China Southern

China Southern first Chinese airline to take delivery of A380

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China Southern on 14 October became the first Chinese airline to receive the A380, when Airbus handed over the first of five superjumbo ordered by the Chinese carrier. The double-decker planes will spearhead the state-controlled company’s drive to more than double the percentage of capacity deployed on overseas routes to 35 percent by 2015, said Yang Bo, the head of its planning department. “Flying A380s will put us in a completely different league. We hope to use the planes to build a good brand image and to raise our profile overseas.”

International expansion
China Southern has already boosted international capacity with 33 percent this year as it aims to develop Guangzhou airport in Guangdong province – China’s biggest region by economic output – into a global hub rivaling Hong Kong, which is located less than 200 kilometers (125 miles) away. China Southern plans to boost its total fleet to 645 aircraft by 2015 from 425 today. Says Si Xianmin, Chairman of China Southern, “The economics offered by the A380 will undoubtedly improve our competitiveness on international routes and it is the perfect asset to help China Southern Airlines achieve its goal of becoming a leading global carrier.”

Qantas is already noticing the increased competition from China Southern, as the Chinese airline has significantly grown its Australia services as part of its intercontinental push. Similar drives in Europe and North America will follow, partly to offset competition from high-speed trains on domestic routes in China. China Southern Airlines’ focus on domestic flights made it Asia’s largest carrier by passengers. As Qantas CEO Alan Joyce tells Bloomberg, “The Chinese carriers are in an amazing position. They have got the scale that will make them huge and I think they will be a big challenge for the Middle Eastern carriers as well as the Asian carriers.”


Pearl of the Skies’
China Southern has selected a three-cabin configuration for its new A380 flagship, which it has dubbed ‘Pearl of the Skies’. The airline’s superjumbo has 506 seats in total: Eight ‘Platinum’ suites in First Class, 70 lie-flat Business Class seats and 428 seats in Economy. The eight First Class suites are located at the front of the lower deck in a 1-2-1 layout and look like the ‘closed’ version  of the Acumen/Countour First Class seat, an ‘open’ version of which is also installed on Korean Air’s A380’s. Read full article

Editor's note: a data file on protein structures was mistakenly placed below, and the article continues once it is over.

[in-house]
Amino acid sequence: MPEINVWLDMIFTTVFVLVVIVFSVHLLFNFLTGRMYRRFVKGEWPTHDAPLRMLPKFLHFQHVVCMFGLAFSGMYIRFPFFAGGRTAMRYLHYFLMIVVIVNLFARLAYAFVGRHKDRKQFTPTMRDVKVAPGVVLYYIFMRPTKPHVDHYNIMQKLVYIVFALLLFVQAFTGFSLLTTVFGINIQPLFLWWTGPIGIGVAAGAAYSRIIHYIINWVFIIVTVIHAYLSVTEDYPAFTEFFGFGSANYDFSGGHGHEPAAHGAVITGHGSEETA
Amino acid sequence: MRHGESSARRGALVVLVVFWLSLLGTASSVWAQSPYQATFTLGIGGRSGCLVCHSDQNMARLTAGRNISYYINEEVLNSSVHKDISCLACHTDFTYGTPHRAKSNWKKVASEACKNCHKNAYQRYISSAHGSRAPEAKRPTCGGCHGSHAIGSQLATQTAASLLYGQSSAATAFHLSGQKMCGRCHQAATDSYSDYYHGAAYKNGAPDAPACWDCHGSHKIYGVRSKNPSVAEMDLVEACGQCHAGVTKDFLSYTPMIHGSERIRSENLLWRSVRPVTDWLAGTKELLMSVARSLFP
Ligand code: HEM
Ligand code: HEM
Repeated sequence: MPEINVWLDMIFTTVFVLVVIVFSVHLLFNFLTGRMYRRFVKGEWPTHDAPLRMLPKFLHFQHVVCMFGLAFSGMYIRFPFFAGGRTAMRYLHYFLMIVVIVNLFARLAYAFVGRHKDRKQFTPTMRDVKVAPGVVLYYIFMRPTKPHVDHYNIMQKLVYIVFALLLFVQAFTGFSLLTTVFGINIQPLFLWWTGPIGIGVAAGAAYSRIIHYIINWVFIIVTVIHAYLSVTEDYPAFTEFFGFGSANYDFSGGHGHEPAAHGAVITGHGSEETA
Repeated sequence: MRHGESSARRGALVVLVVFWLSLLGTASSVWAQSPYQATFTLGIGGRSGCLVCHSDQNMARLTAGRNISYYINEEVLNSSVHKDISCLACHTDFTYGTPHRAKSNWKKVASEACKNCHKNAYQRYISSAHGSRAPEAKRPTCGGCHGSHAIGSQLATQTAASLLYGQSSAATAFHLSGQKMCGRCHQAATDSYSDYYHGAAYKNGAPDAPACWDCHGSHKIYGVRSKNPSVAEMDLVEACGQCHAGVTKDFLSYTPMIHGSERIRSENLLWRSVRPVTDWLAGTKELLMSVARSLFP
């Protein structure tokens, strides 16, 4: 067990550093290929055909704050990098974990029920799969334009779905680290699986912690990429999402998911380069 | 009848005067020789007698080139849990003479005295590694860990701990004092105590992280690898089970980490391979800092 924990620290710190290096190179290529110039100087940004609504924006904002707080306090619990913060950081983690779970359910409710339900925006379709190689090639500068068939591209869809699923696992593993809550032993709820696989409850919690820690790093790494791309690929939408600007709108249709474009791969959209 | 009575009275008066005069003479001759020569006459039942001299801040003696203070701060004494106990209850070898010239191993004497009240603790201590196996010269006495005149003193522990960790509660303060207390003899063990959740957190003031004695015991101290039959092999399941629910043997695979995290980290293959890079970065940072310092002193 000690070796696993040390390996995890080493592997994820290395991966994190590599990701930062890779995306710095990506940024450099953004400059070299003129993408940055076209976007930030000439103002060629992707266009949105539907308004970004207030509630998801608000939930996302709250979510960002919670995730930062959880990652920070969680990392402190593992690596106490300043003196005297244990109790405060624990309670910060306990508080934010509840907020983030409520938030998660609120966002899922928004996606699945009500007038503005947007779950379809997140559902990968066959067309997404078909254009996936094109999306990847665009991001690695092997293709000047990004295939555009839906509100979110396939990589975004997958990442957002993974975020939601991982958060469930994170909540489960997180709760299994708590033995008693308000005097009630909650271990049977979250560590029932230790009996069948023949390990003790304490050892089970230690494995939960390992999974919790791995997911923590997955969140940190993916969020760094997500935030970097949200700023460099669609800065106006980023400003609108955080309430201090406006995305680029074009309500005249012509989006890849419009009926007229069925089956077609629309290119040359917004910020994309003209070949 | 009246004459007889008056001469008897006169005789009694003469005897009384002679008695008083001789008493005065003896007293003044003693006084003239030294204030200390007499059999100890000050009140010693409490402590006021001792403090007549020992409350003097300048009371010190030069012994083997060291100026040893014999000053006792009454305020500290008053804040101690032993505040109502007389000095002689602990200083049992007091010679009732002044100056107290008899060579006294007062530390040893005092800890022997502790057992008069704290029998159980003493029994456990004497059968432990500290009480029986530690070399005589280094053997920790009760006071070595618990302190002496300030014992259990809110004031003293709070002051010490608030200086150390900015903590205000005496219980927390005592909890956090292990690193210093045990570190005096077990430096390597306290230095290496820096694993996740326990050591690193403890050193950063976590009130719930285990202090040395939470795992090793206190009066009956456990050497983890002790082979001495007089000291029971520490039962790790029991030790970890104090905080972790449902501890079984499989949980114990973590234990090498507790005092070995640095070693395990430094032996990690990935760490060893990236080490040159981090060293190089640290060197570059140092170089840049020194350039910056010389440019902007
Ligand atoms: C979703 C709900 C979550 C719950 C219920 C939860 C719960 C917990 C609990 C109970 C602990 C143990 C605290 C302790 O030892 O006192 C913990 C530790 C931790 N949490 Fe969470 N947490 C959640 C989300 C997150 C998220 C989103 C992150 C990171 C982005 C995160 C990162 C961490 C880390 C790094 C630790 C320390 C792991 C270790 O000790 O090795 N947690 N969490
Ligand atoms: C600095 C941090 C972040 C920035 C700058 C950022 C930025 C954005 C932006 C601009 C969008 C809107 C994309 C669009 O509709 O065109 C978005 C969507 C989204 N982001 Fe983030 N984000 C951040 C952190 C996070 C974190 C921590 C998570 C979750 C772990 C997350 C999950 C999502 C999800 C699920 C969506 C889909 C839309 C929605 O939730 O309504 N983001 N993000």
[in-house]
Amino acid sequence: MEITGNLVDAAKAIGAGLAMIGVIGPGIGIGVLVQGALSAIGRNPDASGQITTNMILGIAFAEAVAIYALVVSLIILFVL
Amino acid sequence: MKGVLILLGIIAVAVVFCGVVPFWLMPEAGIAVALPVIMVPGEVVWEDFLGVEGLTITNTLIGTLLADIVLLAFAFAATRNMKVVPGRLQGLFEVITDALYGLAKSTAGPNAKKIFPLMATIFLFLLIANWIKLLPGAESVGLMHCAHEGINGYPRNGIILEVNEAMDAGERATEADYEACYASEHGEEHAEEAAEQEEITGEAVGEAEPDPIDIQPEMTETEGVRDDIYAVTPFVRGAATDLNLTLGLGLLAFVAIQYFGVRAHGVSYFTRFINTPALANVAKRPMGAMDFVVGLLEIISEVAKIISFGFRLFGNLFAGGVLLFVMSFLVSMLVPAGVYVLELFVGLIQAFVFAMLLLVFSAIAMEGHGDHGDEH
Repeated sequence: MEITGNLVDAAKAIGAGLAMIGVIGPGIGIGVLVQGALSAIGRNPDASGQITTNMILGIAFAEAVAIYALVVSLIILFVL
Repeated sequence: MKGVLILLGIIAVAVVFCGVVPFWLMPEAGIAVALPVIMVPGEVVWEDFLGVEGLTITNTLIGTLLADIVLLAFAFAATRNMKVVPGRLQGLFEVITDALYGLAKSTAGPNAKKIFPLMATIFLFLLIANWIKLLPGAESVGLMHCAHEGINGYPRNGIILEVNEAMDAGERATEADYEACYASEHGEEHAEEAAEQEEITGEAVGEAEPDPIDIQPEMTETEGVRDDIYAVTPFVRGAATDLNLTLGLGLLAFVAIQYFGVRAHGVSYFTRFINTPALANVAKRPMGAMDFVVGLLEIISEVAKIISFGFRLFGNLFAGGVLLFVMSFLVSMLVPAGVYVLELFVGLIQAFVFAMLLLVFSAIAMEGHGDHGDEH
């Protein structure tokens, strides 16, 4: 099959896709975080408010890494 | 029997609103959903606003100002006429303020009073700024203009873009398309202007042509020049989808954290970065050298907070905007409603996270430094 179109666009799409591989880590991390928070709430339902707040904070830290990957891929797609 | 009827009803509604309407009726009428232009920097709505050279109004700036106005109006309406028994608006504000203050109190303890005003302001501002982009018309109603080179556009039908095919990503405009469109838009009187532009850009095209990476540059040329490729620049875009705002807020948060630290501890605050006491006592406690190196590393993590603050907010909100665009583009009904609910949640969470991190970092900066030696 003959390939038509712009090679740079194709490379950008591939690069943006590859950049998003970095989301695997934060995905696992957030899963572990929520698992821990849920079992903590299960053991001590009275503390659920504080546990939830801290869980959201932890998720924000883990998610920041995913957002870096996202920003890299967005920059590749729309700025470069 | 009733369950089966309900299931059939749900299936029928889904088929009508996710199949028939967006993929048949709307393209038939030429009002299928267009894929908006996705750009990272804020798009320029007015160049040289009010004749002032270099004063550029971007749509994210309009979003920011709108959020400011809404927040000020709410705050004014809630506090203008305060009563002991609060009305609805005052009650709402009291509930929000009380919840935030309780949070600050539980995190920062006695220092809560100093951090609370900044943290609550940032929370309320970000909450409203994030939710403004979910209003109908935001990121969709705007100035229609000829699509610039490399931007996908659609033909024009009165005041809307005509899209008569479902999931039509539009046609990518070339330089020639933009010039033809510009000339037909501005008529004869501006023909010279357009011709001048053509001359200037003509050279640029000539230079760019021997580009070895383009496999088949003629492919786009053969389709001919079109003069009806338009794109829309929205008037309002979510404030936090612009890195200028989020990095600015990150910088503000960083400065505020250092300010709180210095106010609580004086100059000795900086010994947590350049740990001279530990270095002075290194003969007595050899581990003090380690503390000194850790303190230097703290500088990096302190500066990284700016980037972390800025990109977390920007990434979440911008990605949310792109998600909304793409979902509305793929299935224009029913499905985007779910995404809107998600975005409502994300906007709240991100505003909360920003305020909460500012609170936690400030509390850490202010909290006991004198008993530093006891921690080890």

China’s airlines upgrade cabins to increase their international competitiveness

The prospect of an airline from Mainland China joining the top 10 ranks of the Skytrax world’s best airlines list may not sound that far off, if one takes into account that the ranking is dominated by Asian carriers, including ‘Chinese’ carriers such as Cathay Pacific and Singapore Airlines. Airlines from China still have some way to go to improve their international competitiveness, but two of China’s largest airlines, China Southern and Air China, have recently embarked on major upgrade programs. Meanwhile, Hainan Airlines, China’s fourth largest airline group, recently has been awarded a 5-star status by Skytrax (although this status can be debated).

Air China
Air China is China’s flag carrier and third largest airline, as well as the world’s most profitable and largest carrier by market value. The airline’s major hubs are Beijing, Shanghai, Shenzhen and Chengdu and as of December 2010 the Star Alliance-member operated flights to 47 international and 91 domestic cities with a fleet of 393 aircraft. Compared with China’s other major carriers, China Southern and China Eastern, Air China leads in terms of international destinations, which make up 50 percent of its routes, followed by China Eastern (30%) and China Southern Airlines (25%). Air China holds interests in Cathay Pacific (29.99%), Air Macau (80.9%), Shenzhen Airlines (51%) and Shandong Airlines.

Cabin revitalisation programme
In mid-July, Air China took delivery of its first Boeing 777-300ER, which features the carrier’s new premium products, including 180-degree flat bed seats in business (2:2:2 configuration) and first class (1:2:1 configuration) and a self-service bar, located between First and Business. The seats in Air China’s ‘Forbidden Pavilion’ First Class are Contour’s ‘Venus’ seating product with sliding privacy screens for centre seats and an adjustable ottoman that provides a seat for a guest as well as extra stowage. More images of the cabin can be found here).
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